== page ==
It’s unclear if Republicans, who have hammered Democrats for allowing the highway funding to lapse, will support a short-term patch to relieve the furloughs. The offices of the top GOP leaders – Reps. Kevin McCarthy ((Calif.) and Steve Scalise (La.) — did not respond to requests for comment.
—Cristina Marcos and Mike Lillis
Pelosi and Democrats are meeting in the Capitol basement Friday morning, an effort to ease internal tensions and find a path forward.
Despite some progress in the talks with Manchin and Sinema on Thursday night, neither liberals nor progressives seemed to think there’s time to reach a sweeping agreement on reconciliation quickly enough to win the progressives’ support for an infrastructure vote on Friday.
But leaders are seeking to send a message that progress is happening, and both bills will ultimately get to Biden’s desk, even if it doesn’t happen on everyone’s preferred time frame.
Rep. Pramila Jayapal (D-Wash.), chair of the Congressional Progressive Caucus, told reporters prior to a meeting of House Democrats on Friday that she still would prefer a Senate vote on a reconciliation bill before the House votes on the bipartisan infrastructure measure.
Democratic leaders and the White House have been holding discussions with two key Senate centrists, Manchin and Sinema, in an effort to agree on a framework for the reconciliation bill.
But Jayapal signaled that an agreement on a reconciliation framework might not be enough for her to want to vote for the infrastructure bill.
“I have consistently said that we need a vote in the Senate, because I want to make sure that there are no delays, that there are no mix ups, that there are no mixed understandings about what the deal is,” Jayapal said. “I am open to hearing what other options there are for that, but I am very concerned about legislative language holding things up, vote-a-rama changing the deal, and those are the things that have to be addressed, along with the content. So it’s both content and process.”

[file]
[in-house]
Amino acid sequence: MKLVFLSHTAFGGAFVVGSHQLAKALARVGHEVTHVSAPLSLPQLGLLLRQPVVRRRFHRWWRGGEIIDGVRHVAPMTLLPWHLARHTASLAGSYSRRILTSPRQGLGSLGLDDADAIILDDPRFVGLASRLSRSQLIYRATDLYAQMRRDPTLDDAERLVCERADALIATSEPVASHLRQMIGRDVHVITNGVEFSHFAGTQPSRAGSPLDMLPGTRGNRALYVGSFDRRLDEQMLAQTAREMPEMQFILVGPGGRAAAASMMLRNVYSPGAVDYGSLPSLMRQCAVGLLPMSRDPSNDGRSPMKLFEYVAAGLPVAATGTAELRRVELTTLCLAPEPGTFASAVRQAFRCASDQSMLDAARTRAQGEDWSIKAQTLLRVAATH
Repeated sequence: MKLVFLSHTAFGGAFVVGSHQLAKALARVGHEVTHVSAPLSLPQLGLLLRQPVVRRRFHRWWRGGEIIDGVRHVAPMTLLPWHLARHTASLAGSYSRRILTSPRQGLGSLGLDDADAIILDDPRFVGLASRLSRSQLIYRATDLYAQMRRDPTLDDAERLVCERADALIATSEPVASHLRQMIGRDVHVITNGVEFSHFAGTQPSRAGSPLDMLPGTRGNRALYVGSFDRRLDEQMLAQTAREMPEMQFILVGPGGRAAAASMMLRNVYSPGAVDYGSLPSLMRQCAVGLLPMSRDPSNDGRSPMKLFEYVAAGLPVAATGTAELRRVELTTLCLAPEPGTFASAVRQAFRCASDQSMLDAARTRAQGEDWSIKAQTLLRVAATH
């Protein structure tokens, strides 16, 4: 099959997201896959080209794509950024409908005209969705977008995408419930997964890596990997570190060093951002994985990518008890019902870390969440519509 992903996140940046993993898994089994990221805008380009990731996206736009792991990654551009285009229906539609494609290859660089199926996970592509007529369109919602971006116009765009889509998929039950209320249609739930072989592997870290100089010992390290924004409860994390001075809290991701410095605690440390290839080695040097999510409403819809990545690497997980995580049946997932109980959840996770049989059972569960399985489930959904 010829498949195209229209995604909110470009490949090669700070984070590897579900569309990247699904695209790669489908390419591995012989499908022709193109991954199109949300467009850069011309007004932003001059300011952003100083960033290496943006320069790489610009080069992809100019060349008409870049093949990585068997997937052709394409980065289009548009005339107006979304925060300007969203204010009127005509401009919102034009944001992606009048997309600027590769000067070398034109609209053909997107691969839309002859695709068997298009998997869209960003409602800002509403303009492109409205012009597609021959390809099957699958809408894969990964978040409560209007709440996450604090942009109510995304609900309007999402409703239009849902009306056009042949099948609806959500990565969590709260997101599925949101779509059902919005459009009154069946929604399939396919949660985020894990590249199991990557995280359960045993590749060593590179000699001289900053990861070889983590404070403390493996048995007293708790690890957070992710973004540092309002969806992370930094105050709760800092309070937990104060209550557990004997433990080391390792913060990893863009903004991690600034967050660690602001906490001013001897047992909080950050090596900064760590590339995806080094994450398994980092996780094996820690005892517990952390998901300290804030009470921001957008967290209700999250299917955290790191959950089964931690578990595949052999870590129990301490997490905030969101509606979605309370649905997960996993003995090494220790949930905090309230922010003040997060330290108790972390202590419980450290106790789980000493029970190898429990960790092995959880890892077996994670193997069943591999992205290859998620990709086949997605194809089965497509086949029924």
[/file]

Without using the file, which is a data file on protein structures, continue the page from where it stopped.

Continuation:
— Naomi Jagoda
Moderate Democrats have said for days that if Pelosi would only bring the infrastructure bill to the floor, liberals will drop their stated opposition and pass the legislation, if only to give Biden a win at a time when his approval numbers are dropping.
But liberals insist they’re not bluffing, and some centrists are now conceding that the bill will fail if it comes up for a vote. But they’re still demanding that the vote be held on Friday.
“I’m tired of being accused of being against the president’s agenda,” Rep. Scott Peters (D-Calif.), a member of the Problem Solvers Caucus, said Friday morning.
Peters said the Problem Solvers are “owed” a vote, after so many promises from leadership to stage one. And he dismissed the notion that a failed infrastructure vote would hurt Biden and the Democrats at the polls, since Democrats can always pass the bill at a later date after they secure a deal on the reconciliation piece.
“The elections are next year, not next week,” he said. “We’ve got plenty of time to get this right.”
A Democratic leadership aide quickly dismissed the idea that Pelosi will bring the bill to the floor knowing it will fail.
“It’s not gonna happen,” the aide said.